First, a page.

Immanuel Kant’s Unnoticed Ontological Argument

It goes without saying that, in philosophical circles, Immanuel Kant (1724-1804) is famous – among other reasons – for his criticism of the ontological argument. One might have an impression that Kant rejects ontological arguments altogether because there is an implicit attempt to predicate existence to divine being in such arguments. In a short statement, existence is not a predicate.

However, would you be surprised to find out that Kant offered his alternative version of an argument for God’s existence? It’s important to make comment about where this “little argument” is found and how it proceeds. A short essay (maybe 100 pages or more) in 1763 entitled The One Possible Basis for a Demonstration of the Existence of God, written some twenty years before his opus A Critique of Pure Reason (1781) contains his position against Cartesian rationalism and the mathematical world of Leibniz.

In doing so, Kant elaborates on a different approach to establishing a proof for the existence of God. He is exploring the basis of a demonstration rather than on the demonstration itself. This is, according to Kant, a look-back to traditional logic: “The essential parts of any proof whatever are the material and form or the Beweisgrund and Consequenz (Logik, K. G. S. IX).” My translation of this little phrase makes note that the German word Beweisgrund (“argument”) is not to be taken as our English understanding of ‘argument,’ where one assumes a position. Rather, there is an importance stressed on the essential foundation for a demonstration that position.

In Part III Kant says, “Conviction of the great truth, that there is a God, must, if it is to be of the highest degree of mathematical certainty, have this property: that it can be achieved in only one way.” Kant comments that this “way” was discovered by an immense “reflection,” because Kant nonetheless credits categories of possibility, necessity and contingency to the mind. Hence I think you’ll notice throughout this argument a cautious and brash way to relate such concepts to existence and actuality.

The following argument is by Kant’s admission entirely a priori (see below). It begins entirely on the general premise that something is possible. According to Kant, there needs to be no assumptions about the eternality of the universe, wether man is material or religious language being non-cognitive to concede that at least something is possible. Following some understandings of what possible means, and what necessity means, and how these concepts relate to existence, make up a kind of Kantian quasi-ontological argument. It’s fun.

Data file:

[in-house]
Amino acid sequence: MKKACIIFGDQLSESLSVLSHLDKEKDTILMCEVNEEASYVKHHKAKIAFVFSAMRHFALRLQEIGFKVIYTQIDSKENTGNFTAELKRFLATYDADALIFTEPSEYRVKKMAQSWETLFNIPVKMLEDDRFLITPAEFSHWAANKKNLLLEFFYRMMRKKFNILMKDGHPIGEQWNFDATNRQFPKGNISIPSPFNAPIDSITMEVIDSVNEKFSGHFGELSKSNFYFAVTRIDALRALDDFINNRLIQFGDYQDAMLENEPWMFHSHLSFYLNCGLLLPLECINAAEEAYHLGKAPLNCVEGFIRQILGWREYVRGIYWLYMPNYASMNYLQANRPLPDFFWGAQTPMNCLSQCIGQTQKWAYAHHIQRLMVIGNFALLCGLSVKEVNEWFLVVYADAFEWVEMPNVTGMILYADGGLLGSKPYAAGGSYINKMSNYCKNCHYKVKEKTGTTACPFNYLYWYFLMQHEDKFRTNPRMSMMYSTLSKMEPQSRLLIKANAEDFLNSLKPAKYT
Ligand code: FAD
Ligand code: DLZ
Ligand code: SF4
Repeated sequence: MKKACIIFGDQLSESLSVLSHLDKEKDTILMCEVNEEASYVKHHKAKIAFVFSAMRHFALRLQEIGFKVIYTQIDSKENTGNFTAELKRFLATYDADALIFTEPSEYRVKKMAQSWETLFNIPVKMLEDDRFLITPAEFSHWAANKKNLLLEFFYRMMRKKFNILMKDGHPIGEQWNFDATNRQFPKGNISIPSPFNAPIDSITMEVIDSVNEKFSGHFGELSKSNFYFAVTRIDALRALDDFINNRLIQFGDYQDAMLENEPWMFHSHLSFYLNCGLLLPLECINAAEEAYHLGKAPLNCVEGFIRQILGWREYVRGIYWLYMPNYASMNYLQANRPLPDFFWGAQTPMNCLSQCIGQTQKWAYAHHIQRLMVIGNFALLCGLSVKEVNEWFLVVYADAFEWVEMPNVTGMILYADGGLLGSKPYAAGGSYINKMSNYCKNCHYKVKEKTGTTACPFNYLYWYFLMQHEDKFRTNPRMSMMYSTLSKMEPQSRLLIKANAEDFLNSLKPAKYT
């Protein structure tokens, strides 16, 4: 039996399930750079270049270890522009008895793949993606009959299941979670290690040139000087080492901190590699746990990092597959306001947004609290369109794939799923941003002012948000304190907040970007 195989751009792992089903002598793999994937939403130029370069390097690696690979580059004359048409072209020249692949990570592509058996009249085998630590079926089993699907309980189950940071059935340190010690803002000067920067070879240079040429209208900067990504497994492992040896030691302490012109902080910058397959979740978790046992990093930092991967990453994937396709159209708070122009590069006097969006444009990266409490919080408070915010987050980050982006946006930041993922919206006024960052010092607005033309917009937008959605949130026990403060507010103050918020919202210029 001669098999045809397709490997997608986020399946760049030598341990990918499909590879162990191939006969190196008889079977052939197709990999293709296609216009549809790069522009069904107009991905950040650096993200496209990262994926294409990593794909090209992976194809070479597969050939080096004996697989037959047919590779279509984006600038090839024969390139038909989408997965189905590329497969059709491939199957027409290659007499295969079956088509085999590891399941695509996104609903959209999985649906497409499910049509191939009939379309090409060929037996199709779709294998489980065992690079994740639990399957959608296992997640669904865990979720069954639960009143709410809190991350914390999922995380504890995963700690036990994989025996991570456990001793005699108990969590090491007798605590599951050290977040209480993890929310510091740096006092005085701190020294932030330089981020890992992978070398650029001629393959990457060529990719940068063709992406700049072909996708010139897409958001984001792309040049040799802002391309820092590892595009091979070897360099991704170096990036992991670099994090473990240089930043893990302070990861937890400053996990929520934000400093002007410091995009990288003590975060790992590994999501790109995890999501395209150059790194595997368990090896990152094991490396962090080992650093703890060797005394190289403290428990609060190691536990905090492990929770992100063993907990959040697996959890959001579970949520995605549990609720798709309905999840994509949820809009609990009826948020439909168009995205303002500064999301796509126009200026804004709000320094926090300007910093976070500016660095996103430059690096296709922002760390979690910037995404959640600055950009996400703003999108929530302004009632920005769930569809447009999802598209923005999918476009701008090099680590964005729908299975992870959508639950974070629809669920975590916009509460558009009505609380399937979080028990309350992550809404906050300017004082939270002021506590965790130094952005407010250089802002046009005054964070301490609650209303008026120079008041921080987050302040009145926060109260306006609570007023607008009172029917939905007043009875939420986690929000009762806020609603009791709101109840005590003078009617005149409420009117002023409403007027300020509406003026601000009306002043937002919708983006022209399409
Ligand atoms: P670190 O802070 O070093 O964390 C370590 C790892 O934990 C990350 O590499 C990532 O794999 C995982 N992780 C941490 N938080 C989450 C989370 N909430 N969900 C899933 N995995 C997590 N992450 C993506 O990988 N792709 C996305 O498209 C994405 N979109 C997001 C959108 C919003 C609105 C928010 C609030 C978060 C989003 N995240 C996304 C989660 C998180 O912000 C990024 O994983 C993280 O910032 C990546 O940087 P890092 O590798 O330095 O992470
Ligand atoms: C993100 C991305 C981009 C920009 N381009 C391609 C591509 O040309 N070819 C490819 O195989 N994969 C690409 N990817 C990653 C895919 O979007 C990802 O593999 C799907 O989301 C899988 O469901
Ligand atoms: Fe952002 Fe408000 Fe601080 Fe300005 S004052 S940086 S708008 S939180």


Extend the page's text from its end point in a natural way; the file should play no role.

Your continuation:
The Argument Stated

  1. Kant on Possibility. 

Kant begins the entire discourse within a framework of viewing concepts such as necessity, contingency and possibility bounded by principles typically known by logic. In other words, he establishes a basis for demonstrating the existence of God. For example, Kant starts with the basic premise that at least something is possible. Of course, he draws two initial distinctions with our understanding of possibility:

  1. “The thing thought.”
  2. “The agreement of that which is thought in it with the principle of noncontradiction.” (67)

Imagine a triangle. This is our usual concept of possibility, that is (1), which designates a thing thought which corresponds to an object “triangle.” However, Kant speaks of possibility in terms of (2), where we consider the data of a triangle that make its being thought possible.

For example, we can think of a right-sided triangle. The data would be the right-angle, consistent with a three-sided figure, and so on. Since a right-angle is possible with a three sided figure, the thing thought (triangle) and its corresponding data (right-angles, three sides, etc) are all in agreement of that which is thought in it with the principle of noncontradiction.

With this understood, Kant proceeds. The interal possibility of all things presupposes some existence. In other words, imagine if all of existence was abolished; nothing exists. If nothing exists, then nothing at all is possible. Kant acknowledges that there is no internal contradiction in the denial of all existence. It is a contradiction however to say that “nothing exists” and yet “something is possible.” Kant keeps this argument short and sweet. In his words:

“But that there be some possibility and yet absolutely nothing actual contradicts itself. For if nothing exists, nothing conceivable is given and one would contradict himself in nevertheless pretending something to be possible.” (69)

It is however, absolutely impossible that nothing exist. Kant reiterates this point that given the contradiction between those two propositions (“nothing exists, “something is possible”), it is impossible that absolutely nothing exists. Proceeding, all possibility is given in something actual. All possibility is grounded in what is actual, or what is ‘real’. Kant distinguishes between two ways in which possibility relates to existence: